The grayness of the whole city—the houses, the back streets, the crumbling fences.
I was living in East Berlin for weeks in a row and experiencing the grayness of East Berlin.
Anders perceived the delusion behind the grayness, and then there was nothing at all.
She was what is called a graue Schwester; and of a truth she seemed the incarnation of grayness.
The grayness and the rigidity of her features clashed bizarrely with the brilliant coloring of her gown.
Even the grayness of the ash gave back no light; there was none to give.
After the grayness and mud of the ride out the great living-room glowed like a jewel.
He hurried to the window and stared out into the grayness of the dawn.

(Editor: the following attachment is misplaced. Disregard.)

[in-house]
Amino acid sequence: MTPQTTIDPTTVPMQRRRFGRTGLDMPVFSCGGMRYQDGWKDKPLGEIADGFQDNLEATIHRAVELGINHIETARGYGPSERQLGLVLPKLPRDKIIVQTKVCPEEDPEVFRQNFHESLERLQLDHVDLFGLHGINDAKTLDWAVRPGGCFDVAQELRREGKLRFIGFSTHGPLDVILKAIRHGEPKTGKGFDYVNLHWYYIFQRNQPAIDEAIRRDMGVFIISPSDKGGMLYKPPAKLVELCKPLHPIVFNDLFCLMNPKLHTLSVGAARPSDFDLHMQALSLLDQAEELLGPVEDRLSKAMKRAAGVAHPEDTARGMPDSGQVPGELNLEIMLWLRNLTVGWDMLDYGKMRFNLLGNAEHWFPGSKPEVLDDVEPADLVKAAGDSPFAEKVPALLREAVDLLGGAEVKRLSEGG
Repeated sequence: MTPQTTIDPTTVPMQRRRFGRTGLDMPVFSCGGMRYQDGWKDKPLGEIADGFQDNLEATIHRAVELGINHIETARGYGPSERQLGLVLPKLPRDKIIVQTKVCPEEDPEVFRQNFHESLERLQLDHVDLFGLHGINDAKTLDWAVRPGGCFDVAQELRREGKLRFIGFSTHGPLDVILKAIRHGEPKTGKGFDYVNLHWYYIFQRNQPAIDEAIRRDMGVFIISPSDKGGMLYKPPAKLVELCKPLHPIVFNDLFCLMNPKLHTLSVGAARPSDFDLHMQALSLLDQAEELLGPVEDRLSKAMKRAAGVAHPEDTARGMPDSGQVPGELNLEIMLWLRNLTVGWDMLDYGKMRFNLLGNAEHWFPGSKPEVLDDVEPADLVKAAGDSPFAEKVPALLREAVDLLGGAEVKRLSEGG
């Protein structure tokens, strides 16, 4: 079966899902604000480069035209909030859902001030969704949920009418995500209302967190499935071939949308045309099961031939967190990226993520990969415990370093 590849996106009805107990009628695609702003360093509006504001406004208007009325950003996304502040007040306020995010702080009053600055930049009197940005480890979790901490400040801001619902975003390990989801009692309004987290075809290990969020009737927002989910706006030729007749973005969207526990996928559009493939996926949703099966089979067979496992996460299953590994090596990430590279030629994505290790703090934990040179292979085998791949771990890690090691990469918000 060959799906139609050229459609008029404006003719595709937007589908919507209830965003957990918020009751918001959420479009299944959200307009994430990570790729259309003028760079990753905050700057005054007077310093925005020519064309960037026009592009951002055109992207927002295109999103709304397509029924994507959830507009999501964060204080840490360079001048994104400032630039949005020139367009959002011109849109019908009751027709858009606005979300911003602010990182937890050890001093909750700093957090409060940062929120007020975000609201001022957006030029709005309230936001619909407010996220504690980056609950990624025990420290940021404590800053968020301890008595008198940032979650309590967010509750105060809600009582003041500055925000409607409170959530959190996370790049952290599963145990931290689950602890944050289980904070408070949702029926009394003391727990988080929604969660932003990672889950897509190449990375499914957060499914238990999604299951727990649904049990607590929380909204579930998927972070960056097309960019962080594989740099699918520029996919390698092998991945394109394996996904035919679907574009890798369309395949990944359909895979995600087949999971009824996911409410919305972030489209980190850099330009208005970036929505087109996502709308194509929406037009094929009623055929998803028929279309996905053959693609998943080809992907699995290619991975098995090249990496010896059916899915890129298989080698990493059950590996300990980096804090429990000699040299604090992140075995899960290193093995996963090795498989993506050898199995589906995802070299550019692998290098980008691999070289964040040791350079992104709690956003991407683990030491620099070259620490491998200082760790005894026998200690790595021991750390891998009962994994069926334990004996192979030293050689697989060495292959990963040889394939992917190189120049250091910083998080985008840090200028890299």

The first grayness of dawn filtered through the air-shaft window of the kitchen.
The grayness of her blurred ahead of him in the brightest stream of sunlight.
Old English græg (Mercian grei), from Proto-Germanic *grisja- "gray" (cf. Old Norse grar, Old Frisian gre, Middle Dutch gra, Dutch graw, Old High German grao, German grau), with no certain cognates outside Germanic. French gris, Spanish gris, Italian grigio, Medieval Latin griseus are Germanic loan-words.
The distinction between British grey and U.S. gray developed 20c. The noun is c.1200, from the adjective. Gray as figurative for "Southern troops in the U.S. Civil War" is first recorded 1863, in reference to their uniform color. Expression the gray mare is the better horse in reference to households ruled by wives is recorded from 1540s. The verb is 1610s (with an isolated instance from late 14c.). Related: Grayed; graying.
A unit for a specific absorbed dose of radiation equal to 100 rads.
Gray (grā), Henry. 1825?-1861.
British anatomist whose work Anatomy, Descriptive and Surgical (1858), known as Gray's Anatomy, remains a standard text.